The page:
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Silver lining after cloud burst: Uttarakhand top location in North India for shooting

Despite the cataclysmic disaster that hit Uttarakhand on June 16 last year, the hill state emerged as one of north India’s favourite shooting destinations in the year gone by.

india Updated: Jun 15, 2014 23:02 IST
Neha Pant

Despite the cataclysmic disaster that hit Uttarakhand on June 16 last year, the hill state emerged as one of north India’s favourite shooting destinations in the year gone by.

At least a dozen prominent films and television serials, including three international ventures, were canned in the picturesque locales of the state post the devastating flashfloods of 2013. The disaster was expected to hit Uttarakhand’s popularity as a shooting destination. However, the ensuing year brought a resilient ray of hope for the state in the form of several films and TV shoots held post the Himalayan Tsunami.

International ventures
New York based director Leigh Fitzjames shot an international documentary comparing yoga practices in India to that in New York, New Zealand and London. The documentary titled Eight Limbs Yoga was shot in Rishikesh between January and March 2014. German-Bavarian film Best Chance by eminent German director Marcus Rosenmueller was shot in Rishikesh and Haridwar in December 2013.

“It was a wonderful experience shooting in Uttarakhand. The jungles, the mountains, the holy Ganges and the spiritual flair of the countryside are simply spectacular,” producer Michael Menke told the Hindustan Times.

In fact, USA-based BAFTA shortlisted filmmaker Lisa Sabina Harney went on to incorporate aspects of Uttarakhand disaster in her international documentary Satyagraha-Truth Force. Extensively shot in Haridwar, it focused around Hindu seers’ struggles against extensive illegal mining in the Ganga river basin in the state.

“There is nothing more pressing today than the issues we face on a global scale regarding our environment. The purpose of shooting the film in Uttarakhand was to underline how the battle to save the Ganga is important not just for India but also for the world,” Harney told HT in an emailed interview.

Bollywood and Television shoots
A big-banner shoot held in Uttarakhand was that of Yash Raj Films’ Dum Laga Ke Haisha starring Ayushmann Khurrana. Directed by Sharat Katariya, its shooting took place in Haridwar and Rishikesh in February 2014. The latest film which is being currently shot in Dehradun is director Tigmanshu Dhulia’s Yaara.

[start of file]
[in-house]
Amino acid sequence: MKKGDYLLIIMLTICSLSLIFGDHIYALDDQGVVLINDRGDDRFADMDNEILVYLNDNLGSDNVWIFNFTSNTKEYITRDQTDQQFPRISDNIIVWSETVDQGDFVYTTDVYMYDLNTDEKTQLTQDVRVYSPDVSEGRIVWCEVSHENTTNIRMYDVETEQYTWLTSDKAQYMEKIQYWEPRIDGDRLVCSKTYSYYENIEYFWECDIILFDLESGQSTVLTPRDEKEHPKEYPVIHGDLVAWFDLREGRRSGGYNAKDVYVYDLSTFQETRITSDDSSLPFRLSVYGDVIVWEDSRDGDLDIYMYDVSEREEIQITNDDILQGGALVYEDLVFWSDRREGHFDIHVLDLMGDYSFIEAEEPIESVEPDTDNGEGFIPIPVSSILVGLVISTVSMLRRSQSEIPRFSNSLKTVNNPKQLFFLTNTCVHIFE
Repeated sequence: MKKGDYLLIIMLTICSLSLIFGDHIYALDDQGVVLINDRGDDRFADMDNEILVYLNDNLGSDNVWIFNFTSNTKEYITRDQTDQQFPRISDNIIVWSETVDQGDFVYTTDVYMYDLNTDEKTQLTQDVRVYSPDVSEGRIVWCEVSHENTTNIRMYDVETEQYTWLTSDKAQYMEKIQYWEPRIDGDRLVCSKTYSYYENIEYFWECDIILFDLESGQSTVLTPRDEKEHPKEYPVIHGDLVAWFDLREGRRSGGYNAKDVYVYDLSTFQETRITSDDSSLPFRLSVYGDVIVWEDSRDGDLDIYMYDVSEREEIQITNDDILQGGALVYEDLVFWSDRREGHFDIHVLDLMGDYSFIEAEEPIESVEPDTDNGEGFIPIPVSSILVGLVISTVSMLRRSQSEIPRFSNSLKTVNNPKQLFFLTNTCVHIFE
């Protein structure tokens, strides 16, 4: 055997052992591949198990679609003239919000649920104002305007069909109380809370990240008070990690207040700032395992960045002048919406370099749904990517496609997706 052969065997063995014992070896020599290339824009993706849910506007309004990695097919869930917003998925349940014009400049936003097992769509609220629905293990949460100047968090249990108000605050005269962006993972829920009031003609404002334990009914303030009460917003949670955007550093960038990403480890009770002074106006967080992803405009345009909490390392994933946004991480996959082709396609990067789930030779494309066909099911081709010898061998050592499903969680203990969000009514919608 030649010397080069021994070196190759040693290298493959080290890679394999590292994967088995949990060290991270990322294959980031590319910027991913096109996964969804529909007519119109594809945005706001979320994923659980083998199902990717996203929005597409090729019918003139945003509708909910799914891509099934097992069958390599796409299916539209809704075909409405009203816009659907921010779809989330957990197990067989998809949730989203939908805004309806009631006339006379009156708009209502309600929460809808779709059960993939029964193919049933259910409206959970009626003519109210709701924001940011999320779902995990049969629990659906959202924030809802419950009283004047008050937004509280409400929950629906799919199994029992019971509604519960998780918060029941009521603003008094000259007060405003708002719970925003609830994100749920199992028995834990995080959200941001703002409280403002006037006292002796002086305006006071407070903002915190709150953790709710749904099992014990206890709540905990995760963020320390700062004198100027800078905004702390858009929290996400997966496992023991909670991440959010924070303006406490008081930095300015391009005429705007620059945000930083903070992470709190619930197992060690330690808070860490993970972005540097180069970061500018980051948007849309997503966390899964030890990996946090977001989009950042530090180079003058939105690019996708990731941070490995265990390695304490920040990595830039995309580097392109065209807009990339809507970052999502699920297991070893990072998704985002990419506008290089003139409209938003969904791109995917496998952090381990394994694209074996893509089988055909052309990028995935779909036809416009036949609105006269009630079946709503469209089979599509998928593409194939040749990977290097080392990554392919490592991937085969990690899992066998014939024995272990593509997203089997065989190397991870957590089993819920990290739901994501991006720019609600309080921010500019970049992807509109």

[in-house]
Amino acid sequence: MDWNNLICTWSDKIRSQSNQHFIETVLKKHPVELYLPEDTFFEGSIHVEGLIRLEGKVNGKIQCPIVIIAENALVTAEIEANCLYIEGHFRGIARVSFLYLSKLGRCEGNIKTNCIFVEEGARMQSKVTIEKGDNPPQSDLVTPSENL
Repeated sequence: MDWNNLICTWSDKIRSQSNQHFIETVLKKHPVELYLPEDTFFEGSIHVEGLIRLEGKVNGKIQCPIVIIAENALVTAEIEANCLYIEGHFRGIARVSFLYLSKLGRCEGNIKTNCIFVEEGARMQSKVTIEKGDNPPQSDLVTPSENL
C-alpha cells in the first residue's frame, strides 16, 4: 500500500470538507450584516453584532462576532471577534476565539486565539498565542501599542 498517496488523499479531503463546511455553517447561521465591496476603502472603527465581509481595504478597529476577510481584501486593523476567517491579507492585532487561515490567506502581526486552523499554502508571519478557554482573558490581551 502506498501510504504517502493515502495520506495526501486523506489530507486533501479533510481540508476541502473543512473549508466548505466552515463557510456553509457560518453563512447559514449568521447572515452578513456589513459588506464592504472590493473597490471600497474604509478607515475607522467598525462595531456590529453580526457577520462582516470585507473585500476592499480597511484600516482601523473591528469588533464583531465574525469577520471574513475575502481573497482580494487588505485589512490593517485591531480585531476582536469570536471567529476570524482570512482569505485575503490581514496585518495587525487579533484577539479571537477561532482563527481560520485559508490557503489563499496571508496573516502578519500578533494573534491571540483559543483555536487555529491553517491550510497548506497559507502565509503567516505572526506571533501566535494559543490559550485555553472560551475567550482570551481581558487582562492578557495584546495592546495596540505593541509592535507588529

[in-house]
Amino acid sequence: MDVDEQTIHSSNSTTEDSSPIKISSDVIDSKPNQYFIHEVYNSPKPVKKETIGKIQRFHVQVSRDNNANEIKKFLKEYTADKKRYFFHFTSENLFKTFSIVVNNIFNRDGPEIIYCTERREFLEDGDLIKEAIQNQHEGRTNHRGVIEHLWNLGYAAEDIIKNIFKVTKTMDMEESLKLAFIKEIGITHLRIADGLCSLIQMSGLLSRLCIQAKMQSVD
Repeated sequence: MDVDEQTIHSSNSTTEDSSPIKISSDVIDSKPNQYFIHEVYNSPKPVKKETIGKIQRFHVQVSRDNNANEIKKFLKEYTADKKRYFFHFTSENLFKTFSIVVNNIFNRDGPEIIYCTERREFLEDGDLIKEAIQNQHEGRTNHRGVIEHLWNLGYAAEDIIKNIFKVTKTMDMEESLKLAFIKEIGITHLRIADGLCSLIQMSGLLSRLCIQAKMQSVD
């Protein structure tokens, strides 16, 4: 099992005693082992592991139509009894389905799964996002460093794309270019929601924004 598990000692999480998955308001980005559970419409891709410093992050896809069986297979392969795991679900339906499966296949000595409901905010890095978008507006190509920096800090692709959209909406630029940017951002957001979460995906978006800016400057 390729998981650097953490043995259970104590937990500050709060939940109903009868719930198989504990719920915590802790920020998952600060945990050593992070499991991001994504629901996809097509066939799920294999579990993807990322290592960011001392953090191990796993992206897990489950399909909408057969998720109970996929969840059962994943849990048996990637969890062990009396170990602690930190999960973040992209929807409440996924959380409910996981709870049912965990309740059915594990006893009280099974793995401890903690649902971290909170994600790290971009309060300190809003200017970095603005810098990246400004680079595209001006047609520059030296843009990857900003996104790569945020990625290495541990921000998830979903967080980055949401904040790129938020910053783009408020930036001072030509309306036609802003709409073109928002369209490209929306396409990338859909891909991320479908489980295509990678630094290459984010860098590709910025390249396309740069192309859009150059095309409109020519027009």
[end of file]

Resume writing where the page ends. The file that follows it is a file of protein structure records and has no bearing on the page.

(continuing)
Dhulia had earlier shot portions of his award-winning film Paan Singh Tomar in Uttarakhand. Bigg Boss fame Ajaz Khan-starrer Love Day was also shot in Dehradun in May this year

Lagaan fame director Ashutosh Gowariker’s maiden TV production venture Everest was widely shot in the interiors of Uttarakhand, including at a glacier in Uttarkashi district, between February and May 2014.

Prominent regional films
Besides Bollywood flicks, a few regional films were also canned in the state post the June 2013 tragedy. Prominent among them was famous South director Jayam Raja’s Tamil movie Taniurvan which was shot in Mussoorie, Rishikesh, Dhanolti and Shivpuri in March. Also, iconic filmmaker Satyajit Ray’s son Sandeep Ray shot Bangla film Badshahi Angti (Emperor’s Ring) in Haridwar, Rishikesh and Dehradun in March this year.

The film is based on a novel by the internationally acclaimed director and traces detective Feluda’s visit to Uttarakhand for unraveling a theft case. Director Shubhadarshini Singh canned season 2 of Ek Tha Rusty, the TV adaptation of famous author Ruskin Bond’s stories, in Mussoorie in March-April 2014. Yash Pratap Chaudhary shot Himani Shivpuri starrer Avadhi in Dehradun in October last year.

Notably, dozens of films like Student of the Year, Koi Mil Gaya, Kisna, Bunty Aur Babli, Lakshya, Aisha, etc. have been shot in Uttarakhand over the past years.

Ray of hope: more opportunities
Commenting on the film industry’s increasing confidence in the hill state post disaster, Uttarakhand-based line producer Sanjeev Mehta said, “Filmmakers are considering more and more opportunities of shooting here once again which is good news for the state,” said.

Pankaj Sharma, another state-based shoot coordinator said, “It’s indeed a heartwarming sign and also a ray of hope for Uttarakhand which is still undergoing rehabilitation and restoration works.” repeated

Call for facilities
While a few pre-planned shoots, including that of a Karan Johar film, were reportedly called off/postponed after disaster, the lower and ‘safer’ reaches of Uttarakhand continued to draw filmmakers in hordes throughout the year.

However, calls for need to restore damaged roads, improve infrastructure and provide adequate facilities to filmmaking crews have repeatedly been raised all along.

“The state government needs to undertake efforts to strengthen basic shooting facilities in terms of equipment, lodging etc. to make Uttarakhand an even more propitious place for shoots,” pointed SPS Negi, president of Uttarakhand Film Association.